* German yields pinned near highs despite troubled G20 meet
* Shifting rhetoric from central banks key to bond prices
* Euro zone periphery govt bond yields tmsnrt.rs/2ii2Bqr
By Abhinav Ramnarayan
LONDON, July 10 (Reuters) - Euro zone bond yields stayed near recent highs as expectations on global growth and tighter monetary policy overshadowed any concerns prompted by a troubled meeting of world leaders over the weekend.
Leaders from the world's leading economies broke with U.S. President Donald Trump on climate policy at a G20 summit on Saturday, in a rare public admission of disagreement and blow to multilateral cooperation.
However, a strong set of U.S. employment data on Friday has added to a feeling that central banks across the world have more reason then ever to continue to unwind the loose policy stance of the post-crisis era.
In Europe, a recent speech by European Central Bank chief Mario Draghi led investors to believe that the bank will reduce extraordinary stimulus sooner rather than later and saw Germany's 10-year borrowing costs double in little over a week.
Meanwhile, the Bank of Japan offered its most optimistic view of the country's regional economies in more than a decade on solid exports and private consumption, underscoring its conviction a steady recovery is gathering momentum.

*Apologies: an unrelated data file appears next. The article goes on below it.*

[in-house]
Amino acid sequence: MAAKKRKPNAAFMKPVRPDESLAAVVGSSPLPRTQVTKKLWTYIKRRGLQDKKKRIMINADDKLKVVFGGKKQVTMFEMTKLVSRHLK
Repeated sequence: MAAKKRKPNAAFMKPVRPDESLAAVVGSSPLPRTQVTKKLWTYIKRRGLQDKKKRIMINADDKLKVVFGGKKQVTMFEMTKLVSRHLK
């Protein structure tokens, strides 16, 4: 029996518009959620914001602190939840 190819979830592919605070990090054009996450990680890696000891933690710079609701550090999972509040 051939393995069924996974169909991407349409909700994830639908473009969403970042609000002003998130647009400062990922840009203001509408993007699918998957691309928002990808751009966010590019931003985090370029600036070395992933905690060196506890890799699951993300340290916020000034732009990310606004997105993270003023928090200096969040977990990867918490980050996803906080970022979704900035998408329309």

"To me this G20 summit will pass unnoticed by the rates market as it continues to be very much focused on what central banks say and do," said BBVA strategist Jaime Costero Denche.
A number of policymakers are due to speak through the course of the week, but Costero Denche believes Fed Chair Janet Yellen's hearing before Congress on Wednesday will be key.
Euro zone bond yields were flat to a touch higher in early trades on Monday. The yield on Germany's 10-year government bond , the benchmark for the region, was unchanged at 0.57 percent.
At that level it is more than double the 0.25 percent level at which it began on June 27, the day when Draghi opened the door to tweaks in the ECB's aggressive stimulus policy in a speech in Sintra, Portugal.
Investors are now beginning to believe that policymakers around the world are starting to favour tighter monetary policy.
"Unlike in recent years, where there was very patchy growth across the world, we are seeing a synchronized upswing in the global economy," said Alex Dryden, global market strategist at JP Morgan Asset Management.
"So while it may not be coordinated communication, I do think there's been a change in rhetoric from central banks across the world - though the ECB is the central bank to watch in the second half of the year."
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Reporting by Abhinav Ramnarayan; Editing by Toby Chopra